Saturday, July 7, 2007

Prose, Plagiarism and Eragon

Somehow, in case you missed it, back in 2002 a guy named Christopher Paolini published (and by published I mean: Eragon was published privately by his parents Paolini International, LLC. To promote the book, Paolini toured over 135 schools and libraries, discussing reading and writing, all the while dressed in "a medieval costume of red shirt, billowy black pants, lace-up boots, and a jaunty black cap.") a novel called Eragon.

It was pretty popular spawning subsequent novels, at least one film and a companion videogame. Christopher Paolini was 15 at the time he wrote the thing. He may be old enough to drink now which can only improve his writing skills and output I'm sure.

Problem is much of the novel, in concept at least was plagiarized from things like I dunno...Star Wars, Lord of the Rings and whatnot. No big.

It's not like he used words from Lord of the Rings and just rearranged some of the letters. Oh wait...(from

TURIN>Turin (note: the "u," in the right "Turin," has an accent)
ERAGON>ARAGORN (comparison in pronunciation)

Eragon words on the left, LotR's words on the right. Oops.

Anyway, theft notwithstanding the site that points out many of the similarities between Eragon and Star Wars and LotR also has a pretty nifty section on some basic rules of writing fiction. It's worth checking out.


Here is an interesting passage from Eragon that someone noticed sounded VERY familiar to another book:

Below I elaborate my point with an amusing passage I’ve picked out from the 16th chapter. The characters are Brom (the story teller) and Eragon, who are trying to cross a bridge.

The Anora River flowed between them and the town, spanned by a stout bridge. As they approached it, a greasy man stepped (out) from behind a bush and barred their way. His shirt was too short and his dirty stomach spilled over a rope belt. Behind his cracked lips, his teeth looked like crumbling tombstones.

“You c’n stop right there. This’s my bridge. Gotta pay t’ get over.”
“How much?” asked Brom in a resigned voice. He pulled out a pouch and the bridge keeper brightened.
“Five crowns” he said, pulling his lips into a broad smile.
Eragon’s temper flared at the exorbitant price, and he started to complain hotly, but Brom silenced him with a quick look. The coins were wordlessly handed over. The man put them into a sack hanging from his belt.
“Thank’ee much” he said in a mocking tone and stood out of the way.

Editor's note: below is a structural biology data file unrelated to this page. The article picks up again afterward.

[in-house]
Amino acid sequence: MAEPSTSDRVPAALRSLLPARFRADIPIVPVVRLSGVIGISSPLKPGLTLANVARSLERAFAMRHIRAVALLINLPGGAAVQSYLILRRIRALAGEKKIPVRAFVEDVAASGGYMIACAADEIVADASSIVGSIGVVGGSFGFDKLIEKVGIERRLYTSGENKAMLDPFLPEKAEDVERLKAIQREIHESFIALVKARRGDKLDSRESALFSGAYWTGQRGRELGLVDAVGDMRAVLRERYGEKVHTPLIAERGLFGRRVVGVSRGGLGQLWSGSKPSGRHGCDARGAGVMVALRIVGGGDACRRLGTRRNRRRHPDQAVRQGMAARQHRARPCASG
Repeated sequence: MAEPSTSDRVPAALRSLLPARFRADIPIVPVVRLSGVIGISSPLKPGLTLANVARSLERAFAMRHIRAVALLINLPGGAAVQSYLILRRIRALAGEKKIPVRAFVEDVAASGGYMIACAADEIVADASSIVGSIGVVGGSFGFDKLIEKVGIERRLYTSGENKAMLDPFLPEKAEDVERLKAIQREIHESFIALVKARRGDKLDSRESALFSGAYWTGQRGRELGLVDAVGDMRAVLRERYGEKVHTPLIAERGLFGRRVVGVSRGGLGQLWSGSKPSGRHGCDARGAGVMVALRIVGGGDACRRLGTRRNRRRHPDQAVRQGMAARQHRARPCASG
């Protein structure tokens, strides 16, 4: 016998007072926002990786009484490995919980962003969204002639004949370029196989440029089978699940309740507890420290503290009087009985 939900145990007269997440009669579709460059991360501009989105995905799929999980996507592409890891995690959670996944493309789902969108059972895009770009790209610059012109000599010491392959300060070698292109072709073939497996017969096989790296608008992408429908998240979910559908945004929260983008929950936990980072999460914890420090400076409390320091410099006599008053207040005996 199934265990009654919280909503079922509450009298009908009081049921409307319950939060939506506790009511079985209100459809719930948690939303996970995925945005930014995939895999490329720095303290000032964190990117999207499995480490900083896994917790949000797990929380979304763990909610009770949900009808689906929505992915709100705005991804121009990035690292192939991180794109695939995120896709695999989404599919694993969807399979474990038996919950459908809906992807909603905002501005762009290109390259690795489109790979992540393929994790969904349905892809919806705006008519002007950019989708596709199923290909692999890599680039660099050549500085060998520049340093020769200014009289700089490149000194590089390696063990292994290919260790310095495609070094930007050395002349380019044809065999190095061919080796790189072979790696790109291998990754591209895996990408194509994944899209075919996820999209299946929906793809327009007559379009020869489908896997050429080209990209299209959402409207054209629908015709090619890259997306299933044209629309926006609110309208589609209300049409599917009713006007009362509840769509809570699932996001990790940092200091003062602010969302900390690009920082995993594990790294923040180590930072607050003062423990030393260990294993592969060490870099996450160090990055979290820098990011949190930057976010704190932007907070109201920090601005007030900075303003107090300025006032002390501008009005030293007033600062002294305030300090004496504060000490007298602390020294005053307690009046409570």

As Brom stepped forward, he stumbled and caught the bridge keeper’s arm to support himself.
“Watch y’re step” snarled the grimy man sidling away.
“Sorry” apologised Brom, and continued over the bridge with Eragon.
“Why didn’t you haggle? He skinned you alive!” exclaimed Eragon. He probably doesn’t even own the bridge.”
“Probably” agreed Brom.
“Then why pay him?” Because you can’t argue with all the fools in the world. It’s easier to let them have their way, then trick them when they’re not paying attention.” Brom opened his hand, and a pile of coins glinted in the sun.
“You cut his purse!” said Eragon incredulously. Brom pocketed the money with a wink. There was a sudden howl of anguish from the other side of the river. “I’d say our friend has just discovered his loss.”

Now compare it with the original (and much better written) passage from the 3rd chapter of The Ruby Knight. Our hero Sparhawk tries to cross the bridge with his traveling companions, the young boy Talen among them.

Beside the ford stood a small hut. The man who owned it was a sharped eyed fellow in a green tunic who demanded a toll to cross. Rather than argue with him, Sparhawk paid what he asked. “Tell me neighbour,” he asked when the transaction was completed “how far is the Pelosian border?”
“About five leagues” the sharp eyed man replied. “If you move along, you should reach it by afternoon.”
They splashed on across the ford. When they reached the other side, Talen rode up to Sparhawk. Here’s your money back,” the young boy said, handing over several coins.
Sparhawk gave him a startled look.
“I don’t object to paying a toll to cross a bridge” Talen sniffed. “After all, someone had to go to the expense of building it. That fellow was just taking advantage of a natural shallow place in the river. It didn’t cost him anything, so why should he make a profit from it?
“You cut his purse, then?”
“And there was more in it than just my coins?”
“A bit. Let’s call it my fee for recovering your money. After all, I deserve a profit too, don’t I?”
“You’re incorrigible.”
“I needed the practice.”
From the other side of the river came a howl of anguish.
“I’d say he just discovered his loss” observed Sparhawk.
“It does sort of sound that way, doesn’t it?

There are a number of smaller idea’s borrowed from other books, The Belgariad and Malloreon being the first ones to come to my mind.

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